Milken Institute School of Public Health Poster Presentations (Marvin Center & Video)

Title

Uric Acid in Sugar Cane Workers in Nicaragua

Poster Number

79

Document Type

Poster

Status

Graduate Student - Masters

Abstract Category

Global Health

Keywords

Chronic kidney disease; Nicaragua; Mesoamerican Nephropathy; Uric acid; hyperuricemia; Sugar cane; cane cutter.

Publication Date

4-2017

Abstract

Background: A significant increase in Chronic Kidney Disease of unknown etiology in persons 20-40 persists in Nicaragua and El Salvador despite 15 years of research. The disease is known as Mesoamerican Nephropathy (MeN). Men and women have early morbidity and mortality from this disease, however this study focuses on males, as it disproportionately affects them. One possible etiology that is lacking in studies is elevated uric acid among field workers on sugarcane farms. Objective: Characterize prevalence of hyperuricemia and changes in uric acid among field workers. Methods: Measured biomarkers of uric acid were used to create dichotomous uric acid variables. Unconditional logistic regression was used to estimate prevalence odds ratios for field work, dichotomous hyperuricemia and dichotomous years worked at ISA. Results: In this population the CKD prevalence was 33% with low hematuria and low proteinuria, which is similar to other MeN studies.. There was an increased odds of hyperuricemia of 1.3 for those that ever worked in the field as a cane cutter and/or irrigator versus those who had not. There was an increased odds of having multiple episodes of hyperuricemia of 7.9 for those who worked in a field vs those who did not. Conclusion: There appears to be an association between field workers and hyperuricemia and incidents of hyperuricemia, which could be a precursor to MeN.

Creative Commons License

Creative Commons License
This work is licensed under a Creative Commons Attribution-Noncommercial-No Derivative Works 4.0 License.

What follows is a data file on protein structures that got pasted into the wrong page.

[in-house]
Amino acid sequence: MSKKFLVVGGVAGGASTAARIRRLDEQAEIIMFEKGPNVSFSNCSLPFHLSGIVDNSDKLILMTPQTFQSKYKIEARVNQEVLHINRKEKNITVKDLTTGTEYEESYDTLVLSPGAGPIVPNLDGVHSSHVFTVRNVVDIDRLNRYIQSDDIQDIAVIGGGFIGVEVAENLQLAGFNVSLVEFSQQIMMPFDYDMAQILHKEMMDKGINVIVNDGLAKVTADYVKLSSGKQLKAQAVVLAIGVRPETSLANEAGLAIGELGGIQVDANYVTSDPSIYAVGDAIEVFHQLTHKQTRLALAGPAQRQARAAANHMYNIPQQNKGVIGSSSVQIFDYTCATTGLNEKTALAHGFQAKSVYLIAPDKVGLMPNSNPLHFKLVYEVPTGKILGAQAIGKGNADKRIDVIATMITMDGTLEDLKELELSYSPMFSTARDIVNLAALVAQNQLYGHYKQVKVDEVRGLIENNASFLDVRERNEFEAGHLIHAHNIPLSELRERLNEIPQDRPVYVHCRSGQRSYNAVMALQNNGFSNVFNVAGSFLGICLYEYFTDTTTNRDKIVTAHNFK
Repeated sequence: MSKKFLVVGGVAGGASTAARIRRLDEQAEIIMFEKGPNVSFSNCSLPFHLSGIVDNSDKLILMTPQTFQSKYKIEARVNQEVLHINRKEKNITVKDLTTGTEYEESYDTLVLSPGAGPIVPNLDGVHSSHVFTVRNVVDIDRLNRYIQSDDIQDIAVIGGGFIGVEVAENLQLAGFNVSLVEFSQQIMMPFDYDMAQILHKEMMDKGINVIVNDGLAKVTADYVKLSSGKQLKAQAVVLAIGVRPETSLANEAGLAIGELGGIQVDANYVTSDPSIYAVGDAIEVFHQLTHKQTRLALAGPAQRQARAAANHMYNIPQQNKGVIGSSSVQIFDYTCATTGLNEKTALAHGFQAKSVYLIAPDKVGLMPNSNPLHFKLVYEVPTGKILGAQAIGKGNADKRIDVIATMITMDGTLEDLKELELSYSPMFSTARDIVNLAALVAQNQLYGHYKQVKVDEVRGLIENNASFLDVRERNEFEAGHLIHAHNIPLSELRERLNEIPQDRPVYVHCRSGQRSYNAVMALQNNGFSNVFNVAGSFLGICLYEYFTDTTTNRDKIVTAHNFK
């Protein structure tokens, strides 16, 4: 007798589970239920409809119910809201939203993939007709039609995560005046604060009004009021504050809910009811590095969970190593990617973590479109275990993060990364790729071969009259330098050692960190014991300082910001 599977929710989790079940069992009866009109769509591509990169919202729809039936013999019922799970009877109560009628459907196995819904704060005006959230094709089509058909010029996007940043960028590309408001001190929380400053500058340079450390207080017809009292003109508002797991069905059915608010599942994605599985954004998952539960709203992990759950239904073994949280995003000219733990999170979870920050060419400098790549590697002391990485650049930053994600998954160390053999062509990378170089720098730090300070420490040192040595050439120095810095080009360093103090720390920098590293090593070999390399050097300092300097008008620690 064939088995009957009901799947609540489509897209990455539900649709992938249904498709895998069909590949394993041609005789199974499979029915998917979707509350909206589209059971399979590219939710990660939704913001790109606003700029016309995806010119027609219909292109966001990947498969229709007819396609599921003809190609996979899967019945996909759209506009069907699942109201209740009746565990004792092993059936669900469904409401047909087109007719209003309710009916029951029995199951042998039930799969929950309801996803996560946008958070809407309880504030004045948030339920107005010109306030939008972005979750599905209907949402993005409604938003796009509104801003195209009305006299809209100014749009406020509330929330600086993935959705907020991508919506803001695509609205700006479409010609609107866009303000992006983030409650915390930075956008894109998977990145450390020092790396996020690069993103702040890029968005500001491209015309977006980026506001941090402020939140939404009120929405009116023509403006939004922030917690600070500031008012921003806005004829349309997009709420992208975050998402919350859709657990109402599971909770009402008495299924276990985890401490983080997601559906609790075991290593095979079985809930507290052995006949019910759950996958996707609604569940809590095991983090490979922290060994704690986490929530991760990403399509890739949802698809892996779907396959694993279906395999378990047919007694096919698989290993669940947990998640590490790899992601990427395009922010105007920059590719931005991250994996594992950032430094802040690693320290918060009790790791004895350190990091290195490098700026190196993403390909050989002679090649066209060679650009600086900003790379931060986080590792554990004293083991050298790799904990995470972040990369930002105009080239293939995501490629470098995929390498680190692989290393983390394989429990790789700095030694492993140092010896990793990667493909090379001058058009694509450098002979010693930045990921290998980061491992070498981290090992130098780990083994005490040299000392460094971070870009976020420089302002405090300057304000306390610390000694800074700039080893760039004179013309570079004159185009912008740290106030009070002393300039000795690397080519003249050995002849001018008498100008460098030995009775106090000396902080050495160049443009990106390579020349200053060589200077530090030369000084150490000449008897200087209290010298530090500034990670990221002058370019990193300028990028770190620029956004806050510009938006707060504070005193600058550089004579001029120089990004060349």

Open Access

1

Comments

Poster to be presented at GW Annual Research Days 2017.

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Uric Acid in Sugar Cane Workers in Nicaragua

Background: A significant increase in Chronic Kidney Disease of unknown etiology in persons 20-40 persists in Nicaragua and El Salvador despite 15 years of research. The disease is known as Mesoamerican Nephropathy (MeN). Men and women have early morbidity and mortality from this disease, however this study focuses on males, as it disproportionately affects them. One possible etiology that is lacking in studies is elevated uric acid among field workers on sugarcane farms. Objective: Characterize prevalence of hyperuricemia and changes in uric acid among field workers. Methods: Measured biomarkers of uric acid were used to create dichotomous uric acid variables. Unconditional logistic regression was used to estimate prevalence odds ratios for field work, dichotomous hyperuricemia and dichotomous years worked at ISA. Results: In this population the CKD prevalence was 33% with low hematuria and low proteinuria, which is similar to other MeN studies.. There was an increased odds of hyperuricemia of 1.3 for those that ever worked in the field as a cane cutter and/or irrigator versus those who had not. There was an increased odds of having multiple episodes of hyperuricemia of 7.9 for those who worked in a field vs those who did not. Conclusion: There appears to be an association between field workers and hyperuricemia and incidents of hyperuricemia, which could be a precursor to MeN.